The hippocampus and the amygdala can influence each other. They can thus evoke or strengthen an emotion. Based on a fearful memory, the hippocampus can alert the amygdala to be ready to fight or flee.


People with brain damage to the hippocampus often cannot identify what they are afraid of, but they do feel an unconscious reaction of fear.


Fear memory and fear association

It is useful for the body to store fearful memories in order to quickly recognize and avoid danger in the future. Therefore, fear memory or emotional memory is a different system than conscious memory. The hormone norepinephrine appears to play an important role in the formation of this fear or emotional memory.


When fear is followed by a painful stimulus, fear associations are formed. Every neutral fact can be added to the fear memory through fear associations.


Without anyone being aware of it, the body can later "remember something" and this can cause a fear response.
Fear is stored and can arise at any time. A person can therefore react more quickly with fear.



Brain activity can be measured with an MRI scan. During a scientific study, magnetic impulses were used to determine the
frontal lobe slightly influenced by the examiner. The research immediately showed that people became more impulsive. Automatic tendencies could then be controlled less well.
People with brain damage in the frontal lobe also have a brain injury
reduced control over emotion due to brain damage.
People with elevated testosterone, which is more commonly seen in psychopaths, showed less frontal lobe control of emotion. The emotions are then inhibited in the amygdala. They were therefore more impulsive and more aggressive.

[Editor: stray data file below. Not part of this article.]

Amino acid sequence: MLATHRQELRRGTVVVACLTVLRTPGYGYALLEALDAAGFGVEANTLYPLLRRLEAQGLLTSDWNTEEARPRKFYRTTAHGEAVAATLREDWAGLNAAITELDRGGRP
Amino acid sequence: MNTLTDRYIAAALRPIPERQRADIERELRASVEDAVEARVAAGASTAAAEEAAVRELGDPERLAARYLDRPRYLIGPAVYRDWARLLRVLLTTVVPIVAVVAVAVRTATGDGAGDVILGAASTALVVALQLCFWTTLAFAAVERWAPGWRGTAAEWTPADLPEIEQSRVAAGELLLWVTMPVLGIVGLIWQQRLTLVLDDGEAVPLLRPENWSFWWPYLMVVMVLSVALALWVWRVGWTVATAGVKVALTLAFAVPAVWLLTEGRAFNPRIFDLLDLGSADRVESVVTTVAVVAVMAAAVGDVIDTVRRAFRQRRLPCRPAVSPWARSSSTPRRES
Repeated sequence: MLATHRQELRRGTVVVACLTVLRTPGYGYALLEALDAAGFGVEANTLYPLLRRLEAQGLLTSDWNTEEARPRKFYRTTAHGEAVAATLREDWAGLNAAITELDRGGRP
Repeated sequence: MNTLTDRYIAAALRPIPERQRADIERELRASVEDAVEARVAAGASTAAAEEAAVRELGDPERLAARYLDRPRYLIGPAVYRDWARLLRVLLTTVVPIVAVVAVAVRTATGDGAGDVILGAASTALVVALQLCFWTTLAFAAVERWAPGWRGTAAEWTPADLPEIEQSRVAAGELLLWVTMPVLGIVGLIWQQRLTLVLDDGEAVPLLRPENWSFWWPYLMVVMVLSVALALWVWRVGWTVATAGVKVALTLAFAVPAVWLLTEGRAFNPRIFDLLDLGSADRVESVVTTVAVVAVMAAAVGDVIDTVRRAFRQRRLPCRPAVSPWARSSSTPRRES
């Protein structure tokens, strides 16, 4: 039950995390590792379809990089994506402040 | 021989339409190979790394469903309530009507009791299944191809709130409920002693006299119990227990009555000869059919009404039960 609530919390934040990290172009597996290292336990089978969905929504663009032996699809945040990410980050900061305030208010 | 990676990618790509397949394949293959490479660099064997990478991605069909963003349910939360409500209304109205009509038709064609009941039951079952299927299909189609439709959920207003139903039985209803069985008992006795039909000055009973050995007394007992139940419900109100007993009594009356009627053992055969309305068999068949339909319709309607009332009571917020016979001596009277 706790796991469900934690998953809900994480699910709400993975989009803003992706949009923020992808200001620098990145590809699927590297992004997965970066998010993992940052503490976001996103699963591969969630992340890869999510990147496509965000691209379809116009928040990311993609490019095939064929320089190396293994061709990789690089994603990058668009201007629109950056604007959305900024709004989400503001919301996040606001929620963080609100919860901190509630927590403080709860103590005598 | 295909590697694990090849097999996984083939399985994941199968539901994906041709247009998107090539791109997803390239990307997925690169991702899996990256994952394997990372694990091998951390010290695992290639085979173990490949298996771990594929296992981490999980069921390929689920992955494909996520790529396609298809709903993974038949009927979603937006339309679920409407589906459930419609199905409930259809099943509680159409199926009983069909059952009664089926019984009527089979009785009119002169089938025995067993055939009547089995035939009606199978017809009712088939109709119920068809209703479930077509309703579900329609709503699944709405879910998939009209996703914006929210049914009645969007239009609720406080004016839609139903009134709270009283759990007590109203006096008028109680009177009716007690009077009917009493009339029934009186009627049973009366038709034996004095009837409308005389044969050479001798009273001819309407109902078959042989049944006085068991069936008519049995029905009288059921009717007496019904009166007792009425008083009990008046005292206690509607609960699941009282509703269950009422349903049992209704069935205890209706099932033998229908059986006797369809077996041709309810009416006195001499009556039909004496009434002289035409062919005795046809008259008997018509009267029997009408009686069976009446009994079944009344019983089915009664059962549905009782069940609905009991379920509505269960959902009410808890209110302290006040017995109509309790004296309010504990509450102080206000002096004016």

Neural pathways can change

Neural pathways connect relatively distant parts of the brain. Each path is associated with a certain action or behavior.
New thoughts and skills actually pave new paths.
Repetition and practice strengthen these pathways and form new habits.
Old paths are then used less and weaken over time.
Every time we think, feel or do something we STRENGTHEN a neural connection. That requires a lot of repetition and practice.
If fear tells you something that is not the truth or real, put the truth against it! Repeat that reality and truth.


The vagus nerve or 10th cranial nerve (X) can help calm the nervous system and the overloaded brain because this nerve controls the parasympathetic nervous system (REST!). We explain the anatomy and function on the Nervous System page.

We explain the application of how you can learn to calm your body on the Rest in your nervous system page. A good respiratory therapist or Heartmath therapist can teach you to lower your heart rate and calm your brain through breathing exercises. This causes the stress hormones in the body to drop, which is good for the body.


However, every therapist must realize that people with brain damage use more brain areas to express emotion. To shape their thoughts. To adjust behavior. Knowledge of the specific damaged brain areas, or what difficulties someone specifically has due to the injury, are requirements for this therapy to be successful.


The preconditions are: bring peace. slow down the pace.
Adapt to the daily circumstances of the person with brain injury. As a therapist, communicate a little slower and clearly, without subordinate clauses. Pay attention to your own facial expressions as a therapist. A friendly face will convey peace. See, among other things, the page
Communicating with someone with a brain injury.





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McEwen BS, Stellar E. Stress and the individual. Mechanisms leading to disease. Arch Intern Med 1993; 153:2093 – 2101.

Taylor CT, Aupperle RL, Flagan T, et al. Neural correlates of a computerized attention modification program in anxious subjects. Soc Cogn Affect Neurosci 2014; 9:1379 – 1387. 131.

Lucassen PJ., Pruessner J, Sousa N., Almeida OFX, Van Dam AM, Rajkowska G, Swaab DF, Czéhcorresponding B. Neuropathology of stress Acta Neuropathol. 2014; 127(1): 109–135.R.M. Visser The neural dynamics of fear memory

Albert Kok imageCollege door prof. psychopathologie Karin Roelofs. Universiteit van Nederland.